I'd say it's interesting enough to run through a couple of times for variations.


As with the Halloween compilation, this contest presented me with quite a wide variety of styles and approaches to a single theme. It confirms to me what I had speculated before, that this toolset and engine combination is indeed a flexible platform for games of many types and genres beyond the RPG style of the original campaign. I'm a bit sad that I wasn't around to see this wealth of content as it was in the process of being made, but I'm also glad that such a wealth exists now for me to enjoy, and that people continue to add to that significant body of work.

Tuesday, December 20, 2011

BouncyRock's Neverwinter Nights 2 Halloween module compilation

BouncyRock's Halloween module perfectly embodies community spirit. It begins with a Halloween TV special-like introductory credits cutscene, and then a friendly rhyming beholder disguised as a pumpkin explains to you the framing setting. It's Halloween night, and you are in a gazebo in the middle of a breezy, well-designed neighbourhood, with grinning, glowing jack-o'-lanterns in front of the houses of the more than two dozen modders who contributed their own segments to this module. The focus is on the individual houses, but the exterior neighbourhood is also really top notch and deserves high praise.

With glowstick in hand (which acts as a stone of recall/hearthstone to bring you back if you happen to get stuck), you're free to trick or treat in this large neighbourhood (strangely bereft of other trick-or-treaters) in any order you choose.

My enjoyment of holiday-themed entertainment is not contingent on the actual calendar date, so it doesn't matter that I'm playing this mod somewhat later than the Halloween time window. The content of the houses runs the full gamut from whimsical and wacky to true no-nonsense horror, which suits the "trick or treat" theme well. Each house is a unique experience, with content inside that so far has been of the length most contest seem to go for -- about an hour or two per house, on average. If that time frame holds, then this module as a whole must contain anywhere from 25-50 hours of content. Impressive!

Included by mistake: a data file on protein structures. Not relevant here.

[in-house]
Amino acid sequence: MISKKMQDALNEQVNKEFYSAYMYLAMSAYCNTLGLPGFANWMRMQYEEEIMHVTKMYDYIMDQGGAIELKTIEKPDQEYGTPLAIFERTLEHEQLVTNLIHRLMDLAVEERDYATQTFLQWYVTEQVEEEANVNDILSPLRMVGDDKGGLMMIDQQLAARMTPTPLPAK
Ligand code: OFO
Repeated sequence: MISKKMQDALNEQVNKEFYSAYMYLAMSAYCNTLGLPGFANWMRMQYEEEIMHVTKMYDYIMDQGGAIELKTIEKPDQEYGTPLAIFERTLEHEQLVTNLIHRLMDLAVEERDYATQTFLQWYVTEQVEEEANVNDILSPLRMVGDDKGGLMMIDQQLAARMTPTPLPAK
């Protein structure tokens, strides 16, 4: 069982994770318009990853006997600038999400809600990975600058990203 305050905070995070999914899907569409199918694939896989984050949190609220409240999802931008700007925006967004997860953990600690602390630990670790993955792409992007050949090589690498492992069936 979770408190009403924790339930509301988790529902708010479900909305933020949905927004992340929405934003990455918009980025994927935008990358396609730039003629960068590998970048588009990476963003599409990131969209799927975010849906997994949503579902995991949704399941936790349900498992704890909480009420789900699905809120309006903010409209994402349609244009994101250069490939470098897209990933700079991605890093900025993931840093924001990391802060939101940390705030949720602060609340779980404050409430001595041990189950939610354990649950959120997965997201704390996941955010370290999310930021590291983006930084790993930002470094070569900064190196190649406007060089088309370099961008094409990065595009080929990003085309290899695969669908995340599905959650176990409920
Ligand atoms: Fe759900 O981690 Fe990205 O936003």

I started this with a new character, because I didn't notice the field on the module's page that said "level 5 minimum" -- I usually look for that kind of information in the general description text or the readme file, and haven't yet gotten used to looking in that spot on the Vault pages. Nonetheless, the initial dialogue gave me the option to give me enough XP to level me up to 5, so I did. I decided to try playing as a bard for a change, since they seem like they could be more than just a support character, which is how I usually saw them in Baldur's Gate, and how I had used Grobnar in the NWN2 OC.

I was hoping, however, that I wouldn't need to do much combat in this module, since I really do hate solo adventures in NWN2. I'm sure they're perfectly fine for those who prefer to play mêlée classes, but I don't. So far, there hasn't been much combat, though.

So, as I play through this mod, I'll describe the different houses I visit, in the order I visit them.

Small shop

This is just what it says on the tin. Starting as a new character, this is the first place I went, because I had no equipment, and I didn't know what I might be facing in the houses.

This is actually one of the best-designed shops I've visited in NWN2, either in the OC, the expansions, or any of the modules I've played so far. Shops in most of these games, including the professionally-designed ones, tend to be far too large for what they're supposed to be, and have a remarkable lack of inventory on display. Sometimes, the only way you can tell that you're in a shop at all is that there's an NPC standing there with a "vendor" tag on them, or who has an appropriate dialogue option.

This place was different, and should serve as a model for other in-game shops to emulate. It was of a much more believable and appropriate size for its function, it was lit atmospherically, and it had shelves upon shelves crowded with items and curios. It even had a whimsical little coin-operated mechanical fortune-telling device, for a bit of comedy! The shopkeeper was a grumpy monstrous humanoid of some kind, which I'm not yet experienced enough in this game to be able to recognise by sight. Perhaps a goblin.

After outfitting myself to the best of my limited budget, I went out to explore the town some more before choosing a house to try out first.

Jonny Ree & Liso's house

When I spoke of the TARDIS in NWN2 before, I didn't mean literally!I chose this house to start with mainly because it was so far outside the rest of the neighbourhood, past the walls and in the unpaved hilly area in the countryside beyond. Basically, I had walked that far, and didn't want to walk back to look around more (though it didn't occur to me until now that I could have used the glowstick to teleport back to the gazebo).